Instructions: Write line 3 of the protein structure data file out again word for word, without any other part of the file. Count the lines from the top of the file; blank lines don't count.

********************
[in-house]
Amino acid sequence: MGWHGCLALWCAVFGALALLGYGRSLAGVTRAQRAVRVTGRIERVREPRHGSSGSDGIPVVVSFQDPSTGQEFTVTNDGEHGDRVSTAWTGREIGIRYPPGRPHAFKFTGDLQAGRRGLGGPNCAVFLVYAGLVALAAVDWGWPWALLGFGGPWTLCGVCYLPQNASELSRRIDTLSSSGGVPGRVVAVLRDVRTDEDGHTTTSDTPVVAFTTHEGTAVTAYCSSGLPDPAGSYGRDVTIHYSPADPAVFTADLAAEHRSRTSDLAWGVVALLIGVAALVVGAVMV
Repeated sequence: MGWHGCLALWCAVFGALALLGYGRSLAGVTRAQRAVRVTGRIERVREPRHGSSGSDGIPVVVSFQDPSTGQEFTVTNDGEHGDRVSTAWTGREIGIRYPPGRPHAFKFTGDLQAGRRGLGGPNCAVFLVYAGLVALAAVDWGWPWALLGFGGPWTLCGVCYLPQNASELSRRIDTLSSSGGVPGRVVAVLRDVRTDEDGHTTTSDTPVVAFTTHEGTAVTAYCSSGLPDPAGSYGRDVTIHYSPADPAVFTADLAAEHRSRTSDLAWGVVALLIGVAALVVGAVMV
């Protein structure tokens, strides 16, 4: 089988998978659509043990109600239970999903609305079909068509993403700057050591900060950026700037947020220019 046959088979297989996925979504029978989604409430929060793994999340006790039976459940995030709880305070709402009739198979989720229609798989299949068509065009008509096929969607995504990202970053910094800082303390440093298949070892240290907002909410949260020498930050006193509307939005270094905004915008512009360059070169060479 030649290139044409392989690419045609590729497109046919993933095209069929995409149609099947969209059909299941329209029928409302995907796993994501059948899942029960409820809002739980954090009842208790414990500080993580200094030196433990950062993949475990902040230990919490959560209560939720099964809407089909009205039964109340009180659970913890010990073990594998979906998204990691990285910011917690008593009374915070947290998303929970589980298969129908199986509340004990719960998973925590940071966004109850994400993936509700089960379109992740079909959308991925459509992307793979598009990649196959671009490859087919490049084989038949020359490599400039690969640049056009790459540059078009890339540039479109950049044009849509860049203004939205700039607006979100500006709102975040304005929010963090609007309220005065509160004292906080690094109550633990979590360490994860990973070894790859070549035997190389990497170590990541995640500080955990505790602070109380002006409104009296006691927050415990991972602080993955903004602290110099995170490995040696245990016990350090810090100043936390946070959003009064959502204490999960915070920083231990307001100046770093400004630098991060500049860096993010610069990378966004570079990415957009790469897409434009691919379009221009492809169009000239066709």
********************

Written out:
Repeated sequence: MGWHGCLALWCAVFGALALLGYGRSLAGVTRAQRAVRVTGRIERVREPRHGSSGSDGIPVVVSFQDPSTGQEFTVTNDGEHGDRVSTAWTGREIGIRYPPGRPHAFKFTGDLQAGRRGLGGPNCAVFLVYAGLVALAAVDWGWPWALLGFGGPWTLCGVCYLPQNASELSRRIDTLSSSGGVPGRVVAVLRDVRTDEDGHTTTSDTPVVAFTTHEGTAVTAYCSSGLPDPAGSYGRDVTIHYSPADPAVFTADLAAEHRSRTSDLAWGVVALLIGVAALVVGAVMV